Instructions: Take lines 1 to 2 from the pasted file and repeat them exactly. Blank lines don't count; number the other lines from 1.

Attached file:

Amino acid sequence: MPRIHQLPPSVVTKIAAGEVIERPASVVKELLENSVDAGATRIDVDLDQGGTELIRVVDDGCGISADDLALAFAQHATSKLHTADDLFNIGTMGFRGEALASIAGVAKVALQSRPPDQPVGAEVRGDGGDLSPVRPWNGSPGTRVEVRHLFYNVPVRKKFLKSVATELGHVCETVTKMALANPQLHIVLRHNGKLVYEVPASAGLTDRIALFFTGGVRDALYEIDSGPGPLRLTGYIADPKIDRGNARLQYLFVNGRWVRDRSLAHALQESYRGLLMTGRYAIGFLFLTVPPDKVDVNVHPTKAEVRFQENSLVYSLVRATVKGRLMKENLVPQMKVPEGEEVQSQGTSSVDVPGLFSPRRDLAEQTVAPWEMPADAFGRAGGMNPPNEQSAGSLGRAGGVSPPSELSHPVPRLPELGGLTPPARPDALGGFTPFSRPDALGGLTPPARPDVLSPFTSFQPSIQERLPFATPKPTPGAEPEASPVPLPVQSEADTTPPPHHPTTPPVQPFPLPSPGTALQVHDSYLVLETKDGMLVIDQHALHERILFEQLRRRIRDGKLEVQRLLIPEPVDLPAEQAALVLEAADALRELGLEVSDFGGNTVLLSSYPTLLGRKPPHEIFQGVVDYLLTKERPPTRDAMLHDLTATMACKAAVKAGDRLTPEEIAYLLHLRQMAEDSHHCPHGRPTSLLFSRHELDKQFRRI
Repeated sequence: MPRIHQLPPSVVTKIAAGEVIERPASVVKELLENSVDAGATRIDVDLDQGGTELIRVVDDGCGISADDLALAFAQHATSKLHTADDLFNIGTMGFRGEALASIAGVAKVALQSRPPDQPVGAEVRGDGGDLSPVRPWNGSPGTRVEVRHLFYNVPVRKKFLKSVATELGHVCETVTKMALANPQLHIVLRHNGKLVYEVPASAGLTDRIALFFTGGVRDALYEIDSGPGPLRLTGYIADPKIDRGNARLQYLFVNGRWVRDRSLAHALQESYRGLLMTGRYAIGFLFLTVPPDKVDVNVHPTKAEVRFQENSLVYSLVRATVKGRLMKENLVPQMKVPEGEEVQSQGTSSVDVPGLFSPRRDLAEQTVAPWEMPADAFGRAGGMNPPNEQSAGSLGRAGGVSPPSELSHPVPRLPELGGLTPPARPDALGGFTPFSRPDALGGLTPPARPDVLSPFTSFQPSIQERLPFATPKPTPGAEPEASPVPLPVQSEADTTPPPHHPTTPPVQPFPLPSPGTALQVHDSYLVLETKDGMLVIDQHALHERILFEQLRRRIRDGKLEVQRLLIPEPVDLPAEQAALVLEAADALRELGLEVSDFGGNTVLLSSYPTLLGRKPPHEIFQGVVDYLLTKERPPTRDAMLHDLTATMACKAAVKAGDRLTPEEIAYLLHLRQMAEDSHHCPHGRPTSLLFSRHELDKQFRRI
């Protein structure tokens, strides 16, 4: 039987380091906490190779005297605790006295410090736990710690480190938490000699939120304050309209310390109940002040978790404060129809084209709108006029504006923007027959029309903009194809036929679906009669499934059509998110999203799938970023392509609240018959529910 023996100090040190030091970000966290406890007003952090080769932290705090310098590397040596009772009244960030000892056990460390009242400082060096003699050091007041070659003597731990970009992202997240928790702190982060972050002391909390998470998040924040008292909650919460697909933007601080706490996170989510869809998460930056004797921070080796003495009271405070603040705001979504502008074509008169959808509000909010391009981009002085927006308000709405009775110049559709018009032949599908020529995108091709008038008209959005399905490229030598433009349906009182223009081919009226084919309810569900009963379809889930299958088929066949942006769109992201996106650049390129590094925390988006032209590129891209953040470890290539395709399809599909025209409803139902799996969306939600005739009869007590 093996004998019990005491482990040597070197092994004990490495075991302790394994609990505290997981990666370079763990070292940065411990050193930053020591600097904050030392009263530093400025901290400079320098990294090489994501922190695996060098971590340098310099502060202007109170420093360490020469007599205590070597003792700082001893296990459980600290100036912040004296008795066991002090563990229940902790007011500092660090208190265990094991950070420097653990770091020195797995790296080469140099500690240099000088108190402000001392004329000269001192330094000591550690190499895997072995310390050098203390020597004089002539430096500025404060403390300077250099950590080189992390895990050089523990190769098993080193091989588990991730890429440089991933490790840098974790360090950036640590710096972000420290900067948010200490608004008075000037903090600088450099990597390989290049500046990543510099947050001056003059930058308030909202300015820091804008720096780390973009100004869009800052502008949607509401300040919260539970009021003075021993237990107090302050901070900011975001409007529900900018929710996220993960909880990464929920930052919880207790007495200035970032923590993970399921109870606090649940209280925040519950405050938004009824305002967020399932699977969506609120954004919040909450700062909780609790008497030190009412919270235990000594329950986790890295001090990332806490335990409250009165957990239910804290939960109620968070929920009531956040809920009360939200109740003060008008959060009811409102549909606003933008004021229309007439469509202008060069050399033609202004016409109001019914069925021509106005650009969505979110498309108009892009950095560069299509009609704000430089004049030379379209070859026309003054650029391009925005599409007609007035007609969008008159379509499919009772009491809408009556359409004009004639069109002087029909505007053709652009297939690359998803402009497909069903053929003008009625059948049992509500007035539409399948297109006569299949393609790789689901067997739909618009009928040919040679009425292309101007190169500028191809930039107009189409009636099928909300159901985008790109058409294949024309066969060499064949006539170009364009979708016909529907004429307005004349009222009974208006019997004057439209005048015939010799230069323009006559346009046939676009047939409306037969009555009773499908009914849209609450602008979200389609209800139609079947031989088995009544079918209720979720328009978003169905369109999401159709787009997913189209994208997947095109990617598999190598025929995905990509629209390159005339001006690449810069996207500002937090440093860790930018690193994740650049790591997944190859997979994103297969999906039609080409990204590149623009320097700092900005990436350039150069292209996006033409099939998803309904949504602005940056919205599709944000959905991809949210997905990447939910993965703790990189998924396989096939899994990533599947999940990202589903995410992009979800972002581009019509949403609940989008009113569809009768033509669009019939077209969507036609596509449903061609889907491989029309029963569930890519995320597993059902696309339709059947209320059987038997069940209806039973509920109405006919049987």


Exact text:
Amino acid sequence: MPRIHQLPPSVVTKIAAGEVIERPASVVKELLENSVDAGATRIDVDLDQGGTELIRVVDDGCGISADDLALAFAQHATSKLHTADDLFNIGTMGFRGEALASIAGVAKVALQSRPPDQPVGAEVRGDGGDLSPVRPWNGSPGTRVEVRHLFYNVPVRKKFLKSVATELGHVCETVTKMALANPQLHIVLRHNGKLVYEVPASAGLTDRIALFFTGGVRDALYEIDSGPGPLRLTGYIADPKIDRGNARLQYLFVNGRWVRDRSLAHALQESYRGLLMTGRYAIGFLFLTVPPDKVDVNVHPTKAEVRFQENSLVYSLVRATVKGRLMKENLVPQMKVPEGEEVQSQGTSSVDVPGLFSPRRDLAEQTVAPWEMPADAFGRAGGMNPPNEQSAGSLGRAGGVSPPSELSHPVPRLPELGGLTPPARPDALGGFTPFSRPDALGGLTPPARPDVLSPFTSFQPSIQERLPFATPKPTPGAEPEASPVPLPVQSEADTTPPPHHPTTPPVQPFPLPSPGTALQVHDSYLVLETKDGMLVIDQHALHERILFEQLRRRIRDGKLEVQRLLIPEPVDLPAEQAALVLEAADALRELGLEVSDFGGNTVLLSSYPTLLGRKPPHEIFQGVVDYLLTKERPPTRDAMLHDLTATMACKAAVKAGDRLTPEEIAYLLHLRQMAEDSHHCPHGRPTSLLFSRHELDKQFRRI
Repeated sequence: MPRIHQLPPSVVTKIAAGEVIERPASVVKELLENSVDAGATRIDVDLDQGGTELIRVVDDGCGISADDLALAFAQHATSKLHTADDLFNIGTMGFRGEALASIAGVAKVALQSRPPDQPVGAEVRGDGGDLSPVRPWNGSPGTRVEVRHLFYNVPVRKKFLKSVATELGHVCETVTKMALANPQLHIVLRHNGKLVYEVPASAGLTDRIALFFTGGVRDALYEIDSGPGPLRLTGYIADPKIDRGNARLQYLFVNGRWVRDRSLAHALQESYRGLLMTGRYAIGFLFLTVPPDKVDVNVHPTKAEVRFQENSLVYSLVRATVKGRLMKENLVPQMKVPEGEEVQSQGTSSVDVPGLFSPRRDLAEQTVAPWEMPADAFGRAGGMNPPNEQSAGSLGRAGGVSPPSELSHPVPRLPELGGLTPPARPDALGGFTPFSRPDALGGLTPPARPDVLSPFTSFQPSIQERLPFATPKPTPGAEPEASPVPLPVQSEADTTPPPHHPTTPPVQPFPLPSPGTALQVHDSYLVLETKDGMLVIDQHALHERILFEQLRRRIRDGKLEVQRLLIPEPVDLPAEQAALVLEAADALRELGLEVSDFGGNTVLLSSYPTLLGRKPPHEIFQGVVDYLLTKERPPTRDAMLHDLTATMACKAAVKAGDRLTPEEIAYLLHLRQMAEDSHHCPHGRPTSLLFSRHELDKQFRRI